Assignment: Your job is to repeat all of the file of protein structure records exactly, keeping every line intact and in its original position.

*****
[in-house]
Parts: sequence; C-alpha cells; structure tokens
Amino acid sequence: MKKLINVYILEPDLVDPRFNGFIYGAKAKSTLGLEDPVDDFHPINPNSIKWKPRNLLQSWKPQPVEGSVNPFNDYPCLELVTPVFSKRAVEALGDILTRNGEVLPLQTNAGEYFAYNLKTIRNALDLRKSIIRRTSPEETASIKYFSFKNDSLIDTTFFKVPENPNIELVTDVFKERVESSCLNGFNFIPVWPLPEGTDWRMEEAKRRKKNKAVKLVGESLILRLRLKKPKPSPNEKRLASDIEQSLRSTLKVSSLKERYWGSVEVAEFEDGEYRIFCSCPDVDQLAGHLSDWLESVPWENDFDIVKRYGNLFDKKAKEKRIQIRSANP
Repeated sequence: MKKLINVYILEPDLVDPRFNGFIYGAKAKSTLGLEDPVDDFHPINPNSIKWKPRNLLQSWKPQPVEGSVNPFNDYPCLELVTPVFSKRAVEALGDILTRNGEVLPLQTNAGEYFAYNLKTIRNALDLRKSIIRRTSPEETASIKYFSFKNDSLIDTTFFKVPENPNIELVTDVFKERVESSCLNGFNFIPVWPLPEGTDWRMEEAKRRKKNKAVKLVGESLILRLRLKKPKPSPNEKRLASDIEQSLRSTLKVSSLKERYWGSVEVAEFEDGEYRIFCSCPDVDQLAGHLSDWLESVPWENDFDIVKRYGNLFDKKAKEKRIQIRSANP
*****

[in-house]
Parts: sequence; C-alpha cells; structure tokens
Amino acid sequence: MKKLINVYILEPDLVDPRFNGFIYGAKAKSTLGLEDPVDDFHPINPNSIKWKPRNLLQSWKPQPVEGSVNPFNDYPCLELVTPVFSKRAVEALGDILTRNGEVLPLQTNAGEYFAYNLKTIRNALDLRKSIIRRTSPEETASIKYFSFKNDSLIDTTFFKVPENPNIELVTDVFKERVESSCLNGFNFIPVWPLPEGTDWRMEEAKRRKKNKAVKLVGESLILRLRLKKPKPSPNEKRLASDIEQSLRSTLKVSSLKERYWGSVEVAEFEDGEYRIFCSCPDVDQLAGHLSDWLESVPWENDFDIVKRYGNLFDKKAKEKRIQIRSANP
Repeated sequence: MKKLINVYILEPDLVDPRFNGFIYGAKAKSTLGLEDPVDDFHPINPNSIKWKPRNLLQSWKPQPVEGSVNPFNDYPCLELVTPVFSKRAVEALGDILTRNGEVLPLQTNAGEYFAYNLKTIRNALDLRKSIIRRTSPEETASIKYFSFKNDSLIDTTFFKVPENPNIELVTDVFKERVESSCLNGFNFIPVWPLPEGTDWRMEEAKRRKKNKAVKLVGESLILRLRLKKPKPSPNEKRLASDIEQSLRSTLKVSSLKERYWGSVEVAEFEDGEYRIFCSCPDVDQLAGHLSDWLESVPWENDFDIVKRYGNLFDKKAKEKRIQIRSANP